The owner of an ice cream company giving vaccinated employees a $1-an-hour pay raise says he's been inundated with emails from anti-vaxxers, including one likening the policy to Nazism

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The owner of an ice cream company that's giving vaccinated employees a pay raise says he's been inundated with emails from anti-vaxxers.Karwai Tang/Getty Images
  • The owner of an ice cream company says some anti-vaxxers have likened his vaccine policy to Nazism.

  • Chapman's is giving vaccinated employees a $1-an-hour pay raise.

  • Owner Ashley Chapman says he's been inundated with emails and calls attacking the policy.

The owner of an ice cream company that's giving vaccinated employees a pay raise says he's been inundated with emails from anti-vaxxers.

Canadian ice cream company Chapman's is giving vaccinated workers an extra 1 Canadian dollar an hour ($0.78) from November 28.

Ashley Chapman, vice-president and owner of the Ontario-based company, told CBC Radio that the external reaction to the policy was "very, very aggressive" and that he'd been sent "hate packages" in the mail.

He said that his 78-year-old father got a voicemail "telling him he was like Hitler, and obviously a Nazi, and we should be convicted of war crimes, essentially."

Chapman told The Globe and Mail that the company had received at least 1,000 negative e-mails and "so many terrible, cruel comments on our Facebook group."

"One e-mail asked us why we are employing segregation tactics," Chapman said. "The exact words were: 'Kudos on implementing Nazi-ism into our modern day.'"

The Globe and Mail reported that a photo of Chapman's vaccine policy had been spread in anti-vaccine groups on social media, with some people urging a boycott of the brand.

Chapman said that news coverage of the backlash led to emails, phone calls, and social-media posts from people praising the pay raise and encouraging other companies to introduce similar incentives for vaccinated workers.

"Overall, the ratio of good comments to bad comments is now about 20 to 1," Chapman told The Globe and Mail. The company's sales hadn't been hit by the boycott, and it had actually got multiple requests from Americans asking where they could buy its ice cream, he said.

Chapman told CBC that before introducing the pay raise he had been paying for unvaccinated staff to get two rapid COVID-19 tests a week, which he said cost around 40 Canadian dollars ($31.35) per person.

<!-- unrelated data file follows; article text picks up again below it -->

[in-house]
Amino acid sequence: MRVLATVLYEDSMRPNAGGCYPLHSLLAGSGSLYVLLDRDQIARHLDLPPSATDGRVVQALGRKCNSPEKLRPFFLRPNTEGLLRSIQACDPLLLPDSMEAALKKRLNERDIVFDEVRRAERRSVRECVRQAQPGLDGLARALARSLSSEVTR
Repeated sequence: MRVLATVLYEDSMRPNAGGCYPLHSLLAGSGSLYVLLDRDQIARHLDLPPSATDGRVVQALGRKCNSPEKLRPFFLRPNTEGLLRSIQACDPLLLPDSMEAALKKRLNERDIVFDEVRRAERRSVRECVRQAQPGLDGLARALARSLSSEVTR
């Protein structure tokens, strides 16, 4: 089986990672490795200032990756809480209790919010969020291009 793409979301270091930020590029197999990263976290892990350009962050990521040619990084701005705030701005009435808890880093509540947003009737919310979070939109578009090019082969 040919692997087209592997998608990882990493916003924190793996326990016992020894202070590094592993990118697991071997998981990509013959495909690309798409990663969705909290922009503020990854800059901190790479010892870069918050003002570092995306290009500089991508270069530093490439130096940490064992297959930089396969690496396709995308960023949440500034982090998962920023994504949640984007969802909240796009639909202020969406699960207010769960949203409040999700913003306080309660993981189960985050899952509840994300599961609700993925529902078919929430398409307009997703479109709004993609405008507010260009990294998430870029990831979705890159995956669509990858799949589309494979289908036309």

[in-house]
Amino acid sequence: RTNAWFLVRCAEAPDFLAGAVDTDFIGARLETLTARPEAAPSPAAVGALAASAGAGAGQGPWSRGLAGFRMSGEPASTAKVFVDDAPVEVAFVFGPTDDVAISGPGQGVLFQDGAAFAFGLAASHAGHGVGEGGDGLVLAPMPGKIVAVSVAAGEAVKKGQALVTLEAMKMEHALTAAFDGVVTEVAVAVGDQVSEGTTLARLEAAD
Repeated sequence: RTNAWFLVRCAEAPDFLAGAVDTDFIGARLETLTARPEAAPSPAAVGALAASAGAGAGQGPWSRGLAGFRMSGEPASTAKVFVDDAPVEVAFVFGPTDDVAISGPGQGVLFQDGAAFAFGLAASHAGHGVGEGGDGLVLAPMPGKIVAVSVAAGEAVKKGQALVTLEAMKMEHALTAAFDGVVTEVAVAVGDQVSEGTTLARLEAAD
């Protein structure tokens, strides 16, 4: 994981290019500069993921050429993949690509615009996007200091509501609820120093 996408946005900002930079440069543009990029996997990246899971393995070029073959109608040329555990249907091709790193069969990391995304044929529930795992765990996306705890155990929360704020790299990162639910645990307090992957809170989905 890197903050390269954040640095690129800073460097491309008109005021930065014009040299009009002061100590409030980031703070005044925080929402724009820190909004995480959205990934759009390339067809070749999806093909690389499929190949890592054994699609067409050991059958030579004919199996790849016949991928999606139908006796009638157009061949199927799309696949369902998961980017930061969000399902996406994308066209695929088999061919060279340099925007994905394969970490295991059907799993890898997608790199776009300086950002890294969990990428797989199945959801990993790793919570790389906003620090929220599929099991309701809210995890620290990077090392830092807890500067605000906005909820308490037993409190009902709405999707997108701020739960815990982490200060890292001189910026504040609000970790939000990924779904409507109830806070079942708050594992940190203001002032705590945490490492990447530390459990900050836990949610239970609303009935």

"The rapid tests and the infrastructure needed to deploy these tests costs our company money, so we felt it was only fair to reflect that same investment in the vaccinated with a $1 increase," he told Insider.

"Our policy was created to specifically not demonize or punish our unvaccinated employees," he continued. "We feel that everyone should have a choice whether they are vaccinated or not, but individuals need to own their choice."

As of Friday, 75 of his 850 employees aren't fully unvaccinated, Chapman told Insider. He said he expected this to fall to less than 50 by the end of September as more staff get their first and second shots, he said.

Chapman added that five unvaccinated employees were on unpaid leave because they had refused to take bi-weekly tests. Three of these were expected to return to work next week and begin taking the rapid tests, he said.

Employees in process of getting the vaccine can claim the pay raise by showing proof of their upcoming vaccination, Chapman said.

As of November 19, 78.2% of Canadians had had at least one dose of a COVID-19 vaccine, rising to 89% among people aged 12 and older, government data shows.

More and more companies are mandating vaccines for their employees, and some governments are rolling out similar policies, too.

Ontario is requiring people to be fully vaccinated to visit some indoor venues like restaurants, nightclubs, gyms, and cinemas. Police in Toronto will be placed on unpaid leave if they don't provide proof of full vaccination by the end of November

In the US, President Joe Biden is requiring all companies with more than 100 employees to mandate COVID-19 vaccines for their staff or implement weekly testing.

Read the original article on Business Insider